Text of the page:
things to do

Cenotes - There are so many! The Grand Cenotes are the most popular, and therefore the most crowded too. It’s best to get there early in the morning to enjoy it before the rush of tourists. There are a bunch of smaller cenotes all over Tulum and outside as well.

Tulum Ruins - A really great way to learn about the history of Tulum. It’s like $3 USD to get in and there’s so much to learn about, even if you don’t go on a guided tour.

Beach Clubs - Like I said, Habitas was, is, and forever will be our favorite, but there are plenty of beach clubs to check out.

how to get around

Scooter - This was one of the best decisions we made. Highly recommend if you feel comfortable riding around and have ridden one before. You can rent them for the day or for the week. So easy to zip from place to place and not worry about having to grab a cab or walk too far.

Taxi - There are so many taxis in Tulum! It’s one of the main ways to get around. A taxi from town to the beach is 100 Pesos (~$5 USD). You can always talk down on pricing too!

Bike - Lots of hotels have bikes that are free to guests or bikes that you can rent. It can get a little scary on some of the roads, but on the main beach road there is a paved path before it forks. We didn’t ride bikes, but saw a lot of people who did.

Walk - Depending on where you are staying and what you are looking to do, it’s pretty easy to get around on foot.

travel tips

money - don’t exhange money at a currency exchange at the airport or elsewhere, ever. it is a rip off and they charge a huge percentage. scotiabank in town or the 7-11 ATM are both places you can withdraw cash from, without getting charged a heinous fee. there’s a standard ATM fee, but nothing crazy. carry cash (USD and pesos) on you, but avoid using it as much as you can. it’s likely that your credit card will work for international expenses for no fee (or a very low fee).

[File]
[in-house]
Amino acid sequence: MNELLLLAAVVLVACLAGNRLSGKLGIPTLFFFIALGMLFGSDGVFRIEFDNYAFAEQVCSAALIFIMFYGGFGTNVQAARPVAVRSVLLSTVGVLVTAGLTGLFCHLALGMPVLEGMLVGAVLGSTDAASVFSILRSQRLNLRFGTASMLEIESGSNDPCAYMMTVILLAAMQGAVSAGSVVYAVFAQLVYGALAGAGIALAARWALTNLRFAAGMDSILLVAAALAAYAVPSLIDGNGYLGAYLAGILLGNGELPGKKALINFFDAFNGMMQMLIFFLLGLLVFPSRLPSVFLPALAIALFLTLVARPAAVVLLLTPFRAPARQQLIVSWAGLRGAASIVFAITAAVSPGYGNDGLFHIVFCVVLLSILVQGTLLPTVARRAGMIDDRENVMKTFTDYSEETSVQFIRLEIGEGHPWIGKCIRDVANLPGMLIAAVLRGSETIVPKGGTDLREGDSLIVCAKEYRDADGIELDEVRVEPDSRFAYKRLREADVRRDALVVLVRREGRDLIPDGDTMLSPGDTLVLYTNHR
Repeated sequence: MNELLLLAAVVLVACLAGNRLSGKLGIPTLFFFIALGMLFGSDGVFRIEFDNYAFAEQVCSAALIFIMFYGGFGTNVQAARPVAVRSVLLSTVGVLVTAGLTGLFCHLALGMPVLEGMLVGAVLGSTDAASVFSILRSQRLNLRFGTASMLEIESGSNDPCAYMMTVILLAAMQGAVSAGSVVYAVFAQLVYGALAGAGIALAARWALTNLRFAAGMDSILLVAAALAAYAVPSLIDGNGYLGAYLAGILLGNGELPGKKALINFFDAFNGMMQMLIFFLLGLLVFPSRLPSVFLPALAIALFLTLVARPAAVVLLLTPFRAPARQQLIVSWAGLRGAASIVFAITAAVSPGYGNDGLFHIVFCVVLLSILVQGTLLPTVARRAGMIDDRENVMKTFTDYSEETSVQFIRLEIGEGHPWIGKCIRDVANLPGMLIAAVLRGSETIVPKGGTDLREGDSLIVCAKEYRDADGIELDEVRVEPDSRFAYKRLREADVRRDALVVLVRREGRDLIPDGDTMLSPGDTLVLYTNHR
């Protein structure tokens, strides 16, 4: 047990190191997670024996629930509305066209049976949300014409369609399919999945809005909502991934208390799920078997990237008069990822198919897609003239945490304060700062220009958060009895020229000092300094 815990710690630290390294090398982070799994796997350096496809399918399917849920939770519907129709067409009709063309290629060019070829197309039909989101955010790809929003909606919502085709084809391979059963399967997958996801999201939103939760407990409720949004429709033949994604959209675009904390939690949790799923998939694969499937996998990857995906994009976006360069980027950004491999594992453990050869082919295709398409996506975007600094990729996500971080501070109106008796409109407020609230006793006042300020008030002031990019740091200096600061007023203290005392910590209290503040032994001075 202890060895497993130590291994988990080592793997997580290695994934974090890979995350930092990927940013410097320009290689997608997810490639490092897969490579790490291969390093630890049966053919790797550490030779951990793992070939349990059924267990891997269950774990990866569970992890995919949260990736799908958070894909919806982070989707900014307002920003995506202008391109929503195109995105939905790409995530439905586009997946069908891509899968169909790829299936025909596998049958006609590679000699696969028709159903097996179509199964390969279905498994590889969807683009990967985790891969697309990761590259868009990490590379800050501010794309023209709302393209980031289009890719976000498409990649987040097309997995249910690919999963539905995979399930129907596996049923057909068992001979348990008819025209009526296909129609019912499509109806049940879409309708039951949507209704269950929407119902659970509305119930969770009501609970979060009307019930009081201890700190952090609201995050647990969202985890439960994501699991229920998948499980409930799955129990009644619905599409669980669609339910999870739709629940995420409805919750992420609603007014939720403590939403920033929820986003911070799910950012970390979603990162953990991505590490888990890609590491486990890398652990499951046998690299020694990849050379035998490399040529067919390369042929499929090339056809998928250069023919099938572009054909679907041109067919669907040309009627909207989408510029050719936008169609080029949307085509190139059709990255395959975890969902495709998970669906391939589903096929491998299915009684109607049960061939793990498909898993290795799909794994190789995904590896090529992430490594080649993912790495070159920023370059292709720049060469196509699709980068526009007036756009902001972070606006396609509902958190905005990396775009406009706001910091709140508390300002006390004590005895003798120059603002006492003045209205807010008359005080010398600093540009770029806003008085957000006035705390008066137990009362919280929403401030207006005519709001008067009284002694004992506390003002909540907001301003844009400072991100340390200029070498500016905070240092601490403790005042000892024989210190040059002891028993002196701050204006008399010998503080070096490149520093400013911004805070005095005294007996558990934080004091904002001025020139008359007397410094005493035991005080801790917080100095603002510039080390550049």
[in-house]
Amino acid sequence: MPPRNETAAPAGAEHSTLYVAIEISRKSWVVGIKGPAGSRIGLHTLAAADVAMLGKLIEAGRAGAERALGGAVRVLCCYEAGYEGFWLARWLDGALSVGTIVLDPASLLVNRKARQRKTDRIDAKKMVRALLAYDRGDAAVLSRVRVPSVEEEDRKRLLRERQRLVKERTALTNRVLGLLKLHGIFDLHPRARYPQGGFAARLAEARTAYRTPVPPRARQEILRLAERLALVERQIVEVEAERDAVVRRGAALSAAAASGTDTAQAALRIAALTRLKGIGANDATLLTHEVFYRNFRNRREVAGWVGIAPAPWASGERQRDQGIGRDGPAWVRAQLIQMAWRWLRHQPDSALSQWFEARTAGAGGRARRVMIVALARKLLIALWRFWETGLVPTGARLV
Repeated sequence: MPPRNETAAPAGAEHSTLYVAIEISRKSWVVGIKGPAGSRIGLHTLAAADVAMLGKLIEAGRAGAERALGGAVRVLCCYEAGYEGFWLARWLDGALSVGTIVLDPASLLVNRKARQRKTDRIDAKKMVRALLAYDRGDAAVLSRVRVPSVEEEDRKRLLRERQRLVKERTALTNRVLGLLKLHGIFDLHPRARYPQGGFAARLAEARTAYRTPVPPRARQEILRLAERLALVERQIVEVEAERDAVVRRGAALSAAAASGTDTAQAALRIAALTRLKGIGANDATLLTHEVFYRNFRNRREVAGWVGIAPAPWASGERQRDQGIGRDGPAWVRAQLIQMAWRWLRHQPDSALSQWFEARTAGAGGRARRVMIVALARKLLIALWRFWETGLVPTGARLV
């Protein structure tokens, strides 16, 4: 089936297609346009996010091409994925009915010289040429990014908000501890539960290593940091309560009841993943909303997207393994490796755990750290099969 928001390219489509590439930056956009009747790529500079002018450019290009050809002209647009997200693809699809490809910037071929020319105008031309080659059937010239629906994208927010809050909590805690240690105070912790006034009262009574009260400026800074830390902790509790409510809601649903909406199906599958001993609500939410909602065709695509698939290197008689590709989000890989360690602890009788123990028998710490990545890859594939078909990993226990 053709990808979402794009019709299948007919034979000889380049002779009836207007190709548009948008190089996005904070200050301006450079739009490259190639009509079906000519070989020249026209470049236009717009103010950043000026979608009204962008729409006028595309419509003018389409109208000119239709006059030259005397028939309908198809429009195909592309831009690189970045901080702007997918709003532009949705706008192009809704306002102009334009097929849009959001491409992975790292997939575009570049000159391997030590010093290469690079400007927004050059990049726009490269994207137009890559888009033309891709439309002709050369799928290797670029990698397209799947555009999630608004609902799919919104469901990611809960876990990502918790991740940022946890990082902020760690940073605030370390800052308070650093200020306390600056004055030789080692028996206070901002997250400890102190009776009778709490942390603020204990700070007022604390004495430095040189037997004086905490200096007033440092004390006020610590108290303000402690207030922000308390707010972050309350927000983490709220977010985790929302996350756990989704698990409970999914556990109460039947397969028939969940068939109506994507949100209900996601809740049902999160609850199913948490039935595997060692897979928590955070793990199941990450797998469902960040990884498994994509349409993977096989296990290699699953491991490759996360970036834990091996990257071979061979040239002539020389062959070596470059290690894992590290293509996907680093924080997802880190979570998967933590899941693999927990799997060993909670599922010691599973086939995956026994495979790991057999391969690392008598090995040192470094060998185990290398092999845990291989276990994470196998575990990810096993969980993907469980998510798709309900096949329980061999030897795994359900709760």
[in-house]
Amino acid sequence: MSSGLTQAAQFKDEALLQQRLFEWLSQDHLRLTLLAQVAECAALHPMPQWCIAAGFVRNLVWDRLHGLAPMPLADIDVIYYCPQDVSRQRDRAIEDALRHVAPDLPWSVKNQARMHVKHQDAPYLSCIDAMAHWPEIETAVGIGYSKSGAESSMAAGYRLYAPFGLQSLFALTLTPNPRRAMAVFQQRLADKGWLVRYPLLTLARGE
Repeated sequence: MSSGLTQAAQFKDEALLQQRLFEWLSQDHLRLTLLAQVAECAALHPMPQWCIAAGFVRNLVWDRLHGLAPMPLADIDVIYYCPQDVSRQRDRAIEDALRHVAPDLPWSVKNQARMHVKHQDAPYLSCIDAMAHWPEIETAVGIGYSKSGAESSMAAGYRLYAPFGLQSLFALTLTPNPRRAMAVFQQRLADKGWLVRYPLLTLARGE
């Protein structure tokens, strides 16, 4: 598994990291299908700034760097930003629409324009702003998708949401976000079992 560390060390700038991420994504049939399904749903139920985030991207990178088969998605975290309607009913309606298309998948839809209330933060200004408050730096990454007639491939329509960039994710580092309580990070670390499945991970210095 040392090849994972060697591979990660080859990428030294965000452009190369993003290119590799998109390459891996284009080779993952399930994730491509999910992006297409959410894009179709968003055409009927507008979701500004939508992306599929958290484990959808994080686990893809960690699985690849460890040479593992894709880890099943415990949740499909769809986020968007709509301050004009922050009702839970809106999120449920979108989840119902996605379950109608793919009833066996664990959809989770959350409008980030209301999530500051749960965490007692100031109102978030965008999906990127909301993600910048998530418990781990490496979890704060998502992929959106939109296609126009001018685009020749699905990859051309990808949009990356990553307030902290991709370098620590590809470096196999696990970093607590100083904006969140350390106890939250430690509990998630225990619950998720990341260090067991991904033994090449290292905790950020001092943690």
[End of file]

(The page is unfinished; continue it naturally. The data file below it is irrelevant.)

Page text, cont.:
restuarant hours - a lot of places aren’t open every day of the week like in the US and instead have kind of random operating schedules. Like open on Thursday to Sunday, or open every day but closed on Wednesdays. We also found ourselves eating dinner MUCH earlier than locals in Tulum. We are basically elderly and would eat anywhere from 5-7PM (LIKE NORMAL PEOPLE) and places would be empty. Which was great for happy hours, but kind of funny when you got to a place and it would be empty. I found lots of friends who have been share this same sentiment.

ok that’s pretty much it! hope this was helpful to all my internet and real life friends. let me know in the comments if there’s anything i should add. ily. bye!

Source: https://www.instagram.com/roseecanfield/